On Tuesday

On Tuesday: a reflection on Cape Town, South Africa

Some days I’m head-over-heels in love with this country, but other days there are too many hardships and not enough solutions and I feel so helpless in dealing with what I see.  

Like when I have to ignore countless people who approach me on the street pleading for cash with which to buy something to eat because they are so hungry- because the money is more than likely used for drugs, not food and if not I still can’t try to feed everyone on the block.

Like when the sister at the clinic can’t take a blood pressure on her patient because she has a burn wound on her left arm and two stab wounds on her right arm and the poor woman is so thin and has two kids in foster care, is living with drug addicts and is only a year older than me.

Like when the café staff run out of the kitchen, yelling and scolding in Afrikaans, the two young, hungry boys who are asking me if I’m planning on finishing my cake, and when they won’t give up and leave, the cook comes out with a curtain rod with which to chase them away.

Like when our cab driver gets out and yells at the rival cabdriver in front of us who is blocking the path “You asshole! You fucking blacks are all the same!” And I sit in confusion trying to determine why he would insult his fellow countryman when I realize our driver is considered “coloured” and the other is categorized “black” and therefore they will remain a world apart due to the arbitrary rules set by some white man in high court a hundred years before.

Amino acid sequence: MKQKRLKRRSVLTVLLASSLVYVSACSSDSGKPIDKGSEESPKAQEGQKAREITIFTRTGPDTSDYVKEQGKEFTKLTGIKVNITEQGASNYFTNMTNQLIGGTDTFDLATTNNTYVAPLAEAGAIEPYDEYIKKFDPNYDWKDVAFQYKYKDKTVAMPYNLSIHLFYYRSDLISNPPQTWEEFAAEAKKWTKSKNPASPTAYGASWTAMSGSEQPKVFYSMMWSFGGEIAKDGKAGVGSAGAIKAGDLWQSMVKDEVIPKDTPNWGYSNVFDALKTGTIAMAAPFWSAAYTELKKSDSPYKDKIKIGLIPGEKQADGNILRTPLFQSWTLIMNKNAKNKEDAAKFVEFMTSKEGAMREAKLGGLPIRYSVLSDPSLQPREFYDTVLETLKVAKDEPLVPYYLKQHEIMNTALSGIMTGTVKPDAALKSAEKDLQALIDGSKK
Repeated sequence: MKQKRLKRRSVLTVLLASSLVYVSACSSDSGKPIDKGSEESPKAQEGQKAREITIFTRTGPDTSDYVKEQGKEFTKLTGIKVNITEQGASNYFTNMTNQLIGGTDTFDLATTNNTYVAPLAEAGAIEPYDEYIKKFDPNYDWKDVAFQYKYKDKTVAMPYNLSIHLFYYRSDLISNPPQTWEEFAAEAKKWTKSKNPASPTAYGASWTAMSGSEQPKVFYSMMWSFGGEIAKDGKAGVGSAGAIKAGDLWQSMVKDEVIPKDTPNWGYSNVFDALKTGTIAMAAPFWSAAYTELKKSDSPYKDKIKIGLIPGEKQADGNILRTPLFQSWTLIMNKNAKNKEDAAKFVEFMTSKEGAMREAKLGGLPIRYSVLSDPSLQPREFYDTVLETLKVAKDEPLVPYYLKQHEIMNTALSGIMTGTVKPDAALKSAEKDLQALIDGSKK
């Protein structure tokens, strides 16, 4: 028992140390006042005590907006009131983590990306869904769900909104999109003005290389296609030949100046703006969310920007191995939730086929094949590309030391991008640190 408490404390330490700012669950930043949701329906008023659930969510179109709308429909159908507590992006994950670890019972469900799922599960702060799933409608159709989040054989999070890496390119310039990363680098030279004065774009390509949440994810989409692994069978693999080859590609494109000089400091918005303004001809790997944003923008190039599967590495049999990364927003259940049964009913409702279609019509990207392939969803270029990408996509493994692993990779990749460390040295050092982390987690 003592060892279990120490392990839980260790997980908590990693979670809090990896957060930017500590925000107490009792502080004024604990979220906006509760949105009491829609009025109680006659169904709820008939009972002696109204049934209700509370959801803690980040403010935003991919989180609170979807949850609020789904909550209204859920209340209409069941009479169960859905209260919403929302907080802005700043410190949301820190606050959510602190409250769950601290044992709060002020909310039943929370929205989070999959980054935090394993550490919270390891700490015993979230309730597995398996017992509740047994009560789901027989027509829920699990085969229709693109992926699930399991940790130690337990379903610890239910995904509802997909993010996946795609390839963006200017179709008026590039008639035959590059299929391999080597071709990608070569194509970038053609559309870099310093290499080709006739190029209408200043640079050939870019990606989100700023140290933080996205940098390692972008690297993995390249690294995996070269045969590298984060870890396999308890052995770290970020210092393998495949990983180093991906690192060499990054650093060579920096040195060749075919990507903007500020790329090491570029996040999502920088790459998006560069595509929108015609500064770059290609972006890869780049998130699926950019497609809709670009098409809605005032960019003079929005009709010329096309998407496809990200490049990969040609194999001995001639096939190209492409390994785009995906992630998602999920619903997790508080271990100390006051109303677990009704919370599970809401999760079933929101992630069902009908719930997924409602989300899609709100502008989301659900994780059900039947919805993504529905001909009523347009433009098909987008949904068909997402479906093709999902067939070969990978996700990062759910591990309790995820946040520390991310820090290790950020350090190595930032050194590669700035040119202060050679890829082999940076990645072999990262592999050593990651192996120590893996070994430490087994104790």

Like when I slip out from my professional demeanor at the children’s hospital and can’t help but whisper “I love you” to the 2 year old boy who only just learned how to walk, abandoned by his family due to the tuberculosis that has infected his spine. And he looks up at me with his dark brown eyes and practices this brand new phrase, “I love you,” back to me.

I love this beautiful country, but I can’t always ignore these things I see. 



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